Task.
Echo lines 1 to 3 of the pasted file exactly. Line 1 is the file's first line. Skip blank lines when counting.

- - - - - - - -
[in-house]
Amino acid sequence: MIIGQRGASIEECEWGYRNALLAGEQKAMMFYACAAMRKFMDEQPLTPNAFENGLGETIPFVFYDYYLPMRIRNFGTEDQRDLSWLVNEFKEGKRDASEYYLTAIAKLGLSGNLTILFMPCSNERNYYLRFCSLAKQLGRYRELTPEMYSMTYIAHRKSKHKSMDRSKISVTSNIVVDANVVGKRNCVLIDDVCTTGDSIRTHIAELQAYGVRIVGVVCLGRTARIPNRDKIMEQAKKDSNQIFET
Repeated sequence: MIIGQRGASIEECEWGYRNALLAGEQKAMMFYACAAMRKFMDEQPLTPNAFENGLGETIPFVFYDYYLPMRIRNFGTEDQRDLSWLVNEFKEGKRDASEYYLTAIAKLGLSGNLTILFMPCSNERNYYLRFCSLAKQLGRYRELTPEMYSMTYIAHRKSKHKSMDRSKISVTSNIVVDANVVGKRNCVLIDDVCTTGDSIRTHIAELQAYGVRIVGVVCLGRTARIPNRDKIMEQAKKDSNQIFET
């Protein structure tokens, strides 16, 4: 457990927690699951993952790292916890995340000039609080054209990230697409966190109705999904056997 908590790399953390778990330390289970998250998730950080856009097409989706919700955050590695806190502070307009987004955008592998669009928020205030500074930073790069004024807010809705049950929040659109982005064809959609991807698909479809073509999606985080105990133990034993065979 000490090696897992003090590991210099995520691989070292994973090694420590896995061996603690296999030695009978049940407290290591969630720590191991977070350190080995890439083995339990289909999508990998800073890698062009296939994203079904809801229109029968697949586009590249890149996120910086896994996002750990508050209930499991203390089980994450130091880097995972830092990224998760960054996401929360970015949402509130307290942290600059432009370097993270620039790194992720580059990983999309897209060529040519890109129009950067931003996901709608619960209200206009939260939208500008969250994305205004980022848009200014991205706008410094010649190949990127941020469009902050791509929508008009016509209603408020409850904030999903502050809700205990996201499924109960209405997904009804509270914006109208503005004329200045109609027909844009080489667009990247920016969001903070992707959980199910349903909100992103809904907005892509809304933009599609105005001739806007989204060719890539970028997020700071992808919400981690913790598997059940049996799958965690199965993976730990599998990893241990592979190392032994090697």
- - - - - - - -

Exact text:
[in-house]
Amino acid sequence: MIIGQRGASIEECEWGYRNALLAGEQKAMMFYACAAMRKFMDEQPLTPNAFENGLGETIPFVFYDYYLPMRIRNFGTEDQRDLSWLVNEFKEGKRDASEYYLTAIAKLGLSGNLTILFMPCSNERNYYLRFCSLAKQLGRYRELTPEMYSMTYIAHRKSKHKSMDRSKISVTSNIVVDANVVGKRNCVLIDDVCTTGDSIRTHIAELQAYGVRIVGVVCLGRTARIPNRDKIMEQAKKDSNQIFET
Repeated sequence: MIIGQRGASIEECEWGYRNALLAGEQKAMMFYACAAMRKFMDEQPLTPNAFENGLGETIPFVFYDYYLPMRIRNFGTEDQRDLSWLVNEFKEGKRDASEYYLTAIAKLGLSGNLTILFMPCSNERNYYLRFCSLAKQLGRYRELTPEMYSMTYIAHRKSKHKSMDRSKISVTSNIVVDANVVGKRNCVLIDDVCTTGDSIRTHIAELQAYGVRIVGVVCLGRTARIPNRDKIMEQAKKDSNQIFET